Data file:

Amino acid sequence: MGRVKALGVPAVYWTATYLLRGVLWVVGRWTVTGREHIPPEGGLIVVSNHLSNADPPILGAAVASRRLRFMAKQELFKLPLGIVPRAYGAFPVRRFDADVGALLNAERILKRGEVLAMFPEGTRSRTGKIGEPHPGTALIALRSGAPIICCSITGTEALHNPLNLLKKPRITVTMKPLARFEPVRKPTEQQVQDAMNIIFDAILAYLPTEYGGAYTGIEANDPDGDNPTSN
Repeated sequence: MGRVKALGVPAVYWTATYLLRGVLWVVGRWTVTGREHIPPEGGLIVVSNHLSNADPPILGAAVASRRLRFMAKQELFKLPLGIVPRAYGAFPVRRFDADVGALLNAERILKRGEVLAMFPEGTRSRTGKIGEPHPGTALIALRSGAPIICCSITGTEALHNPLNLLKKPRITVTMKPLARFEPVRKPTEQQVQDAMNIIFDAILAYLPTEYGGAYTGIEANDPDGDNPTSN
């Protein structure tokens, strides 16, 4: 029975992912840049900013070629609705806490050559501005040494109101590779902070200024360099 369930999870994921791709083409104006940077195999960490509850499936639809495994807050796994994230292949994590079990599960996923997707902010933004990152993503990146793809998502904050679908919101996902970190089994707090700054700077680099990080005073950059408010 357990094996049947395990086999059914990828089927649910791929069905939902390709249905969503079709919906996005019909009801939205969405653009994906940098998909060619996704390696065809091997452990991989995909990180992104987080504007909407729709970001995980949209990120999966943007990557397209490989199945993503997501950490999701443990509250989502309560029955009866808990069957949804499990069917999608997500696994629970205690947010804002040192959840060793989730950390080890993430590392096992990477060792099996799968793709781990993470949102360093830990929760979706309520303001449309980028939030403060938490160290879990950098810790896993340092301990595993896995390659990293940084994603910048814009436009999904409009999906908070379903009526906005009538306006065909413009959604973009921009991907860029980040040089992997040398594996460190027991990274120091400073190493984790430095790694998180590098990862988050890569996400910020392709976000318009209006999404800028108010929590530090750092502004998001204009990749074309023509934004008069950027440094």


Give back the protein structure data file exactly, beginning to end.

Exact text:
Amino acid sequence: MGRVKALGVPAVYWTATYLLRGVLWVVGRWTVTGREHIPPEGGLIVVSNHLSNADPPILGAAVASRRLRFMAKQELFKLPLGIVPRAYGAFPVRRFDADVGALLNAERILKRGEVLAMFPEGTRSRTGKIGEPHPGTALIALRSGAPIICCSITGTEALHNPLNLLKKPRITVTMKPLARFEPVRKPTEQQVQDAMNIIFDAILAYLPTEYGGAYTGIEANDPDGDNPTSN
Repeated sequence: MGRVKALGVPAVYWTATYLLRGVLWVVGRWTVTGREHIPPEGGLIVVSNHLSNADPPILGAAVASRRLRFMAKQELFKLPLGIVPRAYGAFPVRRFDADVGALLNAERILKRGEVLAMFPEGTRSRTGKIGEPHPGTALIALRSGAPIICCSITGTEALHNPLNLLKKPRITVTMKPLARFEPVRKPTEQQVQDAMNIIFDAILAYLPTEYGGAYTGIEANDPDGDNPTSN
């Protein structure tokens, strides 16, 4: 029975992912840049900013070629609705806490050559501005040494109101590779902070200024360099 369930999870994921791709083409104006940077195999960490509850499936639809495994807050796994994230292949994590079990599960996923997707902010933004990152993503990146793809998502904050679908919101996902970190089994707090700054700077680099990080005073950059408010 357990094996049947395990086999059914990828089927649910791929069905939902390709249905969503079709919906996005019909009801939205969405653009994906940098998909060619996704390696065809091997452990991989995909990180992104987080504007909407729709970001995980949209990120999966943007990557397209490989199945993503997501950490999701443990509250989502309560029955009866808990069957949804499990069917999608997500696994629970205690947010804002040192959840060793989730950390080890993430590392096992990477060792099996799968793709781990993470949102360093830990929760979706309520303001449309980028939030403060938490160290879990950098810790896993340092301990595993896995390659990293940084994603910048814009436009999904409009999906908070379903009526906005009538306006065909413009959604973009921009991907860029980040040089992997040398594996460190027991990274120091400073190493984790430095790694998180590098990862988050890569996400910020392709976000318009209006999404800028108010929590530090750092502004998001204009990749074309023509934004008069950027440094």